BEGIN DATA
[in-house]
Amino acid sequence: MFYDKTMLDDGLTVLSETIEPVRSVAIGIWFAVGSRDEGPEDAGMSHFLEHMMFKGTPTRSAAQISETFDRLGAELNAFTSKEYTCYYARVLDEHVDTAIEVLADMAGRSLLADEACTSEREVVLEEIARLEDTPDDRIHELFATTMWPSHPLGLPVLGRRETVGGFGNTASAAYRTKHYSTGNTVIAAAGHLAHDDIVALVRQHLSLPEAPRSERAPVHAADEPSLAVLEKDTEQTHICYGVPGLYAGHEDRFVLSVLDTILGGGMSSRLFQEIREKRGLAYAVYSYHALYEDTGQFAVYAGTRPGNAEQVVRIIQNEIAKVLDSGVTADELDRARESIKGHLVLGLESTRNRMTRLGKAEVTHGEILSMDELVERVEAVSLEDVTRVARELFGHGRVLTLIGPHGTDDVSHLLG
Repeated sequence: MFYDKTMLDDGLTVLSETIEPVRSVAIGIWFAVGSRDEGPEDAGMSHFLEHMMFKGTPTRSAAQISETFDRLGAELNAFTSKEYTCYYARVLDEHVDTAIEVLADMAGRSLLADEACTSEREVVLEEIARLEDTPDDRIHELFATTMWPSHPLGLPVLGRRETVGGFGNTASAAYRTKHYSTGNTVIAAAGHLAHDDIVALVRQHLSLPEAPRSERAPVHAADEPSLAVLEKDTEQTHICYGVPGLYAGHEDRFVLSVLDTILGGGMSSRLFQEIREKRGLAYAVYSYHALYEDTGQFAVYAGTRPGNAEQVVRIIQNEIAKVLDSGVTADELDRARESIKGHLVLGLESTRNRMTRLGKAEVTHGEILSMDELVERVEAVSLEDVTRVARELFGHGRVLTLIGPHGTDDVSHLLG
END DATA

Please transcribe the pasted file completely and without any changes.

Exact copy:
[in-house]
Amino acid sequence: MFYDKTMLDDGLTVLSETIEPVRSVAIGIWFAVGSRDEGPEDAGMSHFLEHMMFKGTPTRSAAQISETFDRLGAELNAFTSKEYTCYYARVLDEHVDTAIEVLADMAGRSLLADEACTSEREVVLEEIARLEDTPDDRIHELFATTMWPSHPLGLPVLGRRETVGGFGNTASAAYRTKHYSTGNTVIAAAGHLAHDDIVALVRQHLSLPEAPRSERAPVHAADEPSLAVLEKDTEQTHICYGVPGLYAGHEDRFVLSVLDTILGGGMSSRLFQEIREKRGLAYAVYSYHALYEDTGQFAVYAGTRPGNAEQVVRIIQNEIAKVLDSGVTADELDRARESIKGHLVLGLESTRNRMTRLGKAEVTHGEILSMDELVERVEAVSLEDVTRVARELFGHGRVLTLIGPHGTDDVSHLLG
Repeated sequence: MFYDKTMLDDGLTVLSETIEPVRSVAIGIWFAVGSRDEGPEDAGMSHFLEHMMFKGTPTRSAAQISETFDRLGAELNAFTSKEYTCYYARVLDEHVDTAIEVLADMAGRSLLADEACTSEREVVLEEIARLEDTPDDRIHELFATTMWPSHPLGLPVLGRRETVGGFGNTASAAYRTKHYSTGNTVIAAAGHLAHDDIVALVRQHLSLPEAPRSERAPVHAADEPSLAVLEKDTEQTHICYGVPGLYAGHEDRFVLSVLDTILGGGMSSRLFQEIREKRGLAYAVYSYHALYEDTGQFAVYAGTRPGNAEQVVRIIQNEIAKVLDSGVTADELDRARESIKGHLVLGLESTRNRMTRLGKAEVTHGEILSMDELVERVEAVSLEDVTRVARELFGHGRVLTLIGPHGTDDVSHLLG